Amtrak Acela Express First Class: Washington, D.C.-WAS to New York-NYP
Amtrak Acela Express 2168 – First Class Car Review
I needed to get from Washington-WAS to New York-NYP and had already decided I was taking the train. But, instead of a Northeast Regional train (which has appx 1 departure every hour), I wanted to try America’s one and only “high speed” train.
Value and Booking
The Acela Express train isn’t cheap, especially when considering that it’s not so much of a “high-speed train” than an “Express Train”. The Acela will typically save you about 35 minutes when compared to the slower Northeast Regional train, but tickets can cost as much as 80% more (cheapest rates on the Acela are $152 vs $84 for the Northeast Regional–not sure that’s worth 35 minutes on the surface). Now, to be fair, that’s comparing apples to oranges because the cheapest seat on the Northeast Regional is coach and the cheapest on Acela is Business Class. But, if you’re sold on Business Class, Acela might only be $19 more ($186 vs $205)–a 10% premium for the faster service and enhanced train. First Class on Acela becomes downright expensive at around $268 – $375 for a one-way sample trip booked about 1 week out.
To save money, I purchased a Business Class seat on the Acela and used Amtrak points to upgrade to First Class. I’ll have more details on how this works in a future post, but you’re essentially able to upgrade for 2,000 Amtrak points each way (or you can transfer Chase Ultimate Rewards Points)–a fantastic use of points.
About the Acela Train
The Acela has 16 departures a day, every hour on the hour from 5am to 8pm. The scheduled trip of the 16 trains ranges from 2 hr 45 mins and 2 hr 50 mins to go from Washington, D.C. to New York.
The cheaper and (slightly) slower route is the Northeast Regional train. A typical weekday sees appx 20 departures with travel time ranging from 3 hr 14 mins to 3 hr 40 mins. Generally, the trains depart once per hour at 2 mins past the hour, right behind the Acela. Prices for a coach seat booked about 1 week out are $84 – $145, depending on the time of day.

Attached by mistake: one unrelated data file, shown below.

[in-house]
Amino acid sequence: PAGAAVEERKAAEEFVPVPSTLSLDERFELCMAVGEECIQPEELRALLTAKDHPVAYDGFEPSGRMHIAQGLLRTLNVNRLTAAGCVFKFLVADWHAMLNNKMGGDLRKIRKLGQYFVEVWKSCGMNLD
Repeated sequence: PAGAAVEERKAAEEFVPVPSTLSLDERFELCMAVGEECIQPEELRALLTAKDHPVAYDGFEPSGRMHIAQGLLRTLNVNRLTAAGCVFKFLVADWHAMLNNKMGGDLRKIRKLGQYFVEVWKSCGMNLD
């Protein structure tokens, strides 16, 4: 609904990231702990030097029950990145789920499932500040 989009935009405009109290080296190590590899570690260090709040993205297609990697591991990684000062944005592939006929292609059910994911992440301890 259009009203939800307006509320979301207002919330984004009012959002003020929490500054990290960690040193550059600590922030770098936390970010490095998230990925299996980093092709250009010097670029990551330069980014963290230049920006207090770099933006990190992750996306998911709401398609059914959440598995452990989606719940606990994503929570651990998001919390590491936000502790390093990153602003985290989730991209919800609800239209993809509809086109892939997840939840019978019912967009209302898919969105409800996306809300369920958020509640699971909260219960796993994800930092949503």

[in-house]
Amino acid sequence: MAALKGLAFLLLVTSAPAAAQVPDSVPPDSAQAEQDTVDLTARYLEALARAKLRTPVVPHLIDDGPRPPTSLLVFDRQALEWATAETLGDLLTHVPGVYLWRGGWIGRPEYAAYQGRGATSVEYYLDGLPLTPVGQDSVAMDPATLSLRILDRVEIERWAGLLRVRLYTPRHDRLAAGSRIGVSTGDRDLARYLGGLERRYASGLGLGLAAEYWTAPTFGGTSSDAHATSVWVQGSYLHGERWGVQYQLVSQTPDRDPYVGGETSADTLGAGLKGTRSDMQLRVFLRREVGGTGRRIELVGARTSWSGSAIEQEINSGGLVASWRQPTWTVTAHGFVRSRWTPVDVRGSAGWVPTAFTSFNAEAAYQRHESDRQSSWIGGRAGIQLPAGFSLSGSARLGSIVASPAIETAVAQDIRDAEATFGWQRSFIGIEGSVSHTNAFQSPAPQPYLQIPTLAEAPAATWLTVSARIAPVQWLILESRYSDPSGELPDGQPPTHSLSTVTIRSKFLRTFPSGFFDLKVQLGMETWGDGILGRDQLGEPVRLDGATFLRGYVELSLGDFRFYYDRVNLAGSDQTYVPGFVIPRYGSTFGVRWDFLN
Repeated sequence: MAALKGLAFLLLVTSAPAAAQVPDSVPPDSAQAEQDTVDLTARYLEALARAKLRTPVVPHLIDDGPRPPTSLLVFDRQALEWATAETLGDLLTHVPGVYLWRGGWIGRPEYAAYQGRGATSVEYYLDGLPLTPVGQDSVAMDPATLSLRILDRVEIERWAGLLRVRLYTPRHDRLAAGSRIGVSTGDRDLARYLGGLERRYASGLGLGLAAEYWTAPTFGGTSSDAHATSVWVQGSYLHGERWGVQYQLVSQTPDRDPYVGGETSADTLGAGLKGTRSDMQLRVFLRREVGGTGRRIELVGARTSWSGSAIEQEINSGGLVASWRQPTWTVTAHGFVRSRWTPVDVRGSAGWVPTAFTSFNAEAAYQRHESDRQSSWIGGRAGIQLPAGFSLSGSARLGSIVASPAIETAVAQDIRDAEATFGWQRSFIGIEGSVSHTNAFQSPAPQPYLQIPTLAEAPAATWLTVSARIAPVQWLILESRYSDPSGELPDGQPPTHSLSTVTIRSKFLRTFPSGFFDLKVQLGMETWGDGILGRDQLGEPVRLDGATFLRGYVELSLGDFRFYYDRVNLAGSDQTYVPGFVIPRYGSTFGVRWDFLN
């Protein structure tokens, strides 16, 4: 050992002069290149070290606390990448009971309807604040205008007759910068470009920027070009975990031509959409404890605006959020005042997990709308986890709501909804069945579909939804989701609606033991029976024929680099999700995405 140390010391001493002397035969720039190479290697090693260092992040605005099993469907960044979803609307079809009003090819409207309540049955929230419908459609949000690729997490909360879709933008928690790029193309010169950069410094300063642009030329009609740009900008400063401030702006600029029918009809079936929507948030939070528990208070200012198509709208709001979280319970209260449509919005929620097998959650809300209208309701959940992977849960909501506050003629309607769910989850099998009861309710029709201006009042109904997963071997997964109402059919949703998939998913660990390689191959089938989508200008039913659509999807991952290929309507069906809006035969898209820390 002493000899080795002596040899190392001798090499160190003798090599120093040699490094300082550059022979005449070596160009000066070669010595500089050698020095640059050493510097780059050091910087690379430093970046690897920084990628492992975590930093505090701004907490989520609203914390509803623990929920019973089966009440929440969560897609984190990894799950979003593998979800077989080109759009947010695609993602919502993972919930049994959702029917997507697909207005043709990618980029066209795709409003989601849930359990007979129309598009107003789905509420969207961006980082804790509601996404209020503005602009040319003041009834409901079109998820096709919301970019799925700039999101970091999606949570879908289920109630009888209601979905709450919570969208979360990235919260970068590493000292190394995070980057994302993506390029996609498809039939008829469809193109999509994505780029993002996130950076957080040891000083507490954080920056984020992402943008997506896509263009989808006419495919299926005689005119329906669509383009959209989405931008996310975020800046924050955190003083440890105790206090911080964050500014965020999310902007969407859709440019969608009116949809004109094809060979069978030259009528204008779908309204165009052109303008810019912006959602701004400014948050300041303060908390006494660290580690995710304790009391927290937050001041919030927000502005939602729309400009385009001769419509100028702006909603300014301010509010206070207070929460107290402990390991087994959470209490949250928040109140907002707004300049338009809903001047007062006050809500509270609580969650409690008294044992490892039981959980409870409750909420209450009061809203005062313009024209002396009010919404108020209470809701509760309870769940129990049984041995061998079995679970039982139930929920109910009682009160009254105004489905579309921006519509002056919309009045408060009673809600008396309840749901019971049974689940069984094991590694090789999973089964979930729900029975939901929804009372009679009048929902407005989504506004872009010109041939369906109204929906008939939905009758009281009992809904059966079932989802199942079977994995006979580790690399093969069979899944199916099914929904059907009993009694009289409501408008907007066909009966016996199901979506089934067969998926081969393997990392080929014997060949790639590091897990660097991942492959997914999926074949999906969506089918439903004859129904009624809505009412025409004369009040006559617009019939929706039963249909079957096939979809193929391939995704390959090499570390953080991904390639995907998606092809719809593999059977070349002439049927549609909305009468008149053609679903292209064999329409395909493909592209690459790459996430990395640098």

So how is it faster, really? A northbound Acela Express only serves 6 stops between Washington and New York: Baltimore, Wilmington, Philadelphia, Metropark, Newark and New York. A typical Northeast Regional train has 9-10 stops. This is essentially how they shave the 24 – 55 minutes that separate the 2 trains.
I made it to the station about 1.5 hours before the scheduled departure and had a few minutes to check out the ClubAcela Lounge at Union Station Washington, D.C. (link to review).
Promptly at 1:40pm, boarding for the 2pm train was announced. One of the (few) perks of the ClubAclea lounge is that there are doors that go directly to the tracks which, in theory, should allow you to beat the other passengers in the general waiting area to the best seats.
It was a decent little trek down the platform to the First Class Car which is at very end, near the locomotive. An attendant is standing at the door to make sure you’re at the right car.
First Class Car
The good: The configuration of the First Class car was 2×1. A typical Amtrak train is 2×2 so the Acela had more space in the car per person.
The bad: Half of the seats are facing the other way, so you’ve got a good chance of having to sit opposite the direction of travel. For some that’s preferred though, I suppose.
My initial thought was that the car seemed wider than traditional Amtrak cars. Not sure if that’s actually true…probably just my imagination?
In a first for me to see on an Amtrak train, there were large, airplane style overhead bins, enclosed with plenty of room for bags.
It didn’t take me long to locate the most important feature of my ~3 hrs trip: the 2x power plugs at every seat.